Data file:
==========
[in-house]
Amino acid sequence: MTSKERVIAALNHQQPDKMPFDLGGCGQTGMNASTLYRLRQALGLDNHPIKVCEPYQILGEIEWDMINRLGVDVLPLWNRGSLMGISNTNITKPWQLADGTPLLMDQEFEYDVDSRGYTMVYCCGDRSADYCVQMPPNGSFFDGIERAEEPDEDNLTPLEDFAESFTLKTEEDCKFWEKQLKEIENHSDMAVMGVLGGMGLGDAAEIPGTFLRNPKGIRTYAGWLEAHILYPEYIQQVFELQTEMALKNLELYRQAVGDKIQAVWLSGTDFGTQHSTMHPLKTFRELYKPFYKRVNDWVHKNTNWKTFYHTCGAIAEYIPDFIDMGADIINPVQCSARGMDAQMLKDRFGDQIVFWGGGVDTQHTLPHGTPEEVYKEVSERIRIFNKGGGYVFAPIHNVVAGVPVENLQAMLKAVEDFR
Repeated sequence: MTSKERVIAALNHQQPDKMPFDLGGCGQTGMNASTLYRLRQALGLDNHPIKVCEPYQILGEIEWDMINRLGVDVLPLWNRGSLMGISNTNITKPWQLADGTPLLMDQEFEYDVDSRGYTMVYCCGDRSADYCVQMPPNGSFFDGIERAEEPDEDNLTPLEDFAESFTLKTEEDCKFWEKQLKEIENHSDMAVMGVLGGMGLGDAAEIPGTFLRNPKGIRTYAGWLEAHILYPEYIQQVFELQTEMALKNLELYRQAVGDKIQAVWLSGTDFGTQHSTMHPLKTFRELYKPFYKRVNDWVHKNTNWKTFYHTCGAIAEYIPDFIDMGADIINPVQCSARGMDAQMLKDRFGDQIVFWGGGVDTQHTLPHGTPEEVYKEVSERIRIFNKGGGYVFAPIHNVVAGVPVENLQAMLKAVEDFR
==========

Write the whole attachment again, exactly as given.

[in-house]
Amino acid sequence: MTSKERVIAALNHQQPDKMPFDLGGCGQTGMNASTLYRLRQALGLDNHPIKVCEPYQILGEIEWDMINRLGVDVLPLWNRGSLMGISNTNITKPWQLADGTPLLMDQEFEYDVDSRGYTMVYCCGDRSADYCVQMPPNGSFFDGIERAEEPDEDNLTPLEDFAESFTLKTEEDCKFWEKQLKEIENHSDMAVMGVLGGMGLGDAAEIPGTFLRNPKGIRTYAGWLEAHILYPEYIQQVFELQTEMALKNLELYRQAVGDKIQAVWLSGTDFGTQHSTMHPLKTFRELYKPFYKRVNDWVHKNTNWKTFYHTCGAIAEYIPDFIDMGADIINPVQCSARGMDAQMLKDRFGDQIVFWGGGVDTQHTLPHGTPEEVYKEVSERIRIFNKGGGYVFAPIHNVVAGVPVENLQAMLKAVEDFR
Repeated sequence: MTSKERVIAALNHQQPDKMPFDLGGCGQTGMNASTLYRLRQALGLDNHPIKVCEPYQILGEIEWDMINRLGVDVLPLWNRGSLMGISNTNITKPWQLADGTPLLMDQEFEYDVDSRGYTMVYCCGDRSADYCVQMPPNGSFFDGIERAEEPDEDNLTPLEDFAESFTLKTEEDCKFWEKQLKEIENHSDMAVMGVLGGMGLGDAAEIPGTFLRNPKGIRTYAGWLEAHILYPEYIQQVFELQTEMALKNLELYRQAVGDKIQAVWLSGTDFGTQHSTMHPLKTFRELYKPFYKRVNDWVHKNTNWKTFYHTCGAIAEYIPDFIDMGADIINPVQCSARGMDAQMLKDRFGDQIVFWGGGVDTQHTLPHGTPEEVYKEVSERIRIFNKGGGYVFAPIHNVVAGVPVENLQAMLKAVEDFR